Rating: 4.0 stars
Thomas Escott has always wanted to be a toymaker, yet just as he achieves his dream, an accident claims his right hand. He’s certain his life is over – until he hears about groundbreaking prosthetics being made by a reclusive inventor.
Jethro Hastings is perfectly content to live alone up in the mountains working on a secret masterpiece: a humanoid automaton that will change the scientific community forever. He’s behind schedule, and the date of the unveiling is fast approaching, so when Thomas shows up on his doorstep offering help in exchange for a mechanical hand, Jethro agrees. Time, after all, is running out on another deal he’s made: one with the devil.
The devil gives Jethro’s inventions life, but he can just as quickly take life away – Jethro’s, to be exact. As the sand in the devil’s hourglass falls, marking the time until the end of the deal, inventions go haywire, people get hurt, and Thomas realizes he needs Jethro just as much as his prosthetic. Now he must find a way to save Jethro’s soul, but negotiating with a devil is just as difficult as it sounds.
THE EMPTY HOURGLASS
When I first read the blurb for The Empty Hourglass I just knew I had to read this and review it.
The whole deal with the devil thing is highly fascinating to me and pulled me in, the steampunk genre and the automaton certainly didn’t hurt and I thought I deserved a nice change of pace. Boy, did this book deliver it! A thoroughly pleasant read all told.
He was painfully aware of his too-light, too-modern clothes that moderately smelled like smoke, despite his best attempts to get the stench out of them, and of the blond hair that he kept long, as was popular in the capital at the moment. But mostly, he could fell their gazes almost piercing the right side of his head, where the hair had been scorched off in the fire and was now replaced by tender, gnarled skin, thin scars running from his mangled ear to his cheek and spreading down his neck before disappearing under his collar.
At least they couldn’t see his arm…
He was young, probably just a few years older than Thomas. For all his ragged appearance, with those untidy clothes and messy black hair, he was a handsome man, tall and slender with olive skin and green eyes shimmering behind his glasses. If that was Hastings… well, he was a far cry from the old man Thomas had been expecting.
What a great story, pure steampunk fantastical storytelling at its best.
Thomas, the handsome young man from the capital, searching for salvation from his unfortunate, unexpected and unexplainable calamity and a fortuitous, anonymous tip off as to where he may find his salvation.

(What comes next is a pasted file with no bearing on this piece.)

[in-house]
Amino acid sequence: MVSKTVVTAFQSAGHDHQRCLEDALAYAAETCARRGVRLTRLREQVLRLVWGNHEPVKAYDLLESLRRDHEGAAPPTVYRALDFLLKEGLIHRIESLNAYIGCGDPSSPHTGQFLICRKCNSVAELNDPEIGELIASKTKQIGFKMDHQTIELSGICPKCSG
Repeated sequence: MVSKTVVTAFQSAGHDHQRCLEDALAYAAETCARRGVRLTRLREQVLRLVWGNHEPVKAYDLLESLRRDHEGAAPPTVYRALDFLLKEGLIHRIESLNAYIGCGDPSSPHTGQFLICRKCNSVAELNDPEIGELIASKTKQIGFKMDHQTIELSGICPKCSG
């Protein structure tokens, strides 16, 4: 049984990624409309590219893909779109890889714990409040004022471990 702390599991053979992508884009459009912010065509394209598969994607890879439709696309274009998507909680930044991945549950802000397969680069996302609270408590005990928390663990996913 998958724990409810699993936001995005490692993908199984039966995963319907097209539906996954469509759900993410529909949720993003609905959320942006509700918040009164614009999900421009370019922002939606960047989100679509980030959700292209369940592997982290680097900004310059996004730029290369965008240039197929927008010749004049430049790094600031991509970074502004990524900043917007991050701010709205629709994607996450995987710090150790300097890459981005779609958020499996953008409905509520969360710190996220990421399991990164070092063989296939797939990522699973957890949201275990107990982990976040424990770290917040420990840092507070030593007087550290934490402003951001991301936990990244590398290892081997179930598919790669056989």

The scientist, wanting to atone and help others, pining for his lost first love, creating a living testament to him and a legacy that wouldn’t be duplicated – true immortality, whilst fulfilling his pact with the devil.
A love story of a little girl and a devil who sees a way out of an intractable difficulty – if only he can nudge things his way, and then the culminating, cataclysmic grand finale. Sort of.
Funny how you can tell when a good writer comes together with good editor and wonderful beta/proof reading. This makes the world of difference in a smooth, enjoyable read such as this one. Ms. Grey does a phenomenal job of intertwining the fantastic steampunk experience with a smooth developing story, bringing in vibrant ancillary characters that add a vibrancy and depth to the story that I wish some others had. Yes, storytelling at its finest, and this book delivers it.
I was mesmerized by the story: Thomas, Jethro, the devil, the other inventor, Dragana, and Mina. Mina, what a great character that ties it all in together. Yes, the writing is truly magical.
I won’t give you any spoilers, just suffice it to say that you need to set some quality time for a great read. You’ll need time for it because you won’t want to put this one down.
I would like to thank Cornelia Grey and Anglerfish Press, an imprint of Riptide Publishing, for supplying me with a copy of The Empty Hourglass in exchange for my honest review.
Cornelia Grey is a creative writing PhD student, with a penchant for steampunk and classic rock. Born and raised in the hills of Northern Italy, where she collected her share of poetry and narrative prizes, Cornelia has since lived and worked in London, Japan, Spain, and Germany. She also works as a freelance translator.
She likes cars, knitting, performing in theater, going to museums, collecting mugs, and hanging out with her grandma. When writing, she favors curious, surreal stories, steampunk, and mixed-genre fiction. Her heroes are always underdogs, and she loves them for it.
The Empty Hourglass, Copyright 2016 by Cornelia Grey
Cover Art: Jay Aheer
Editor: Danielle Polesz
Layout: L.C. Chase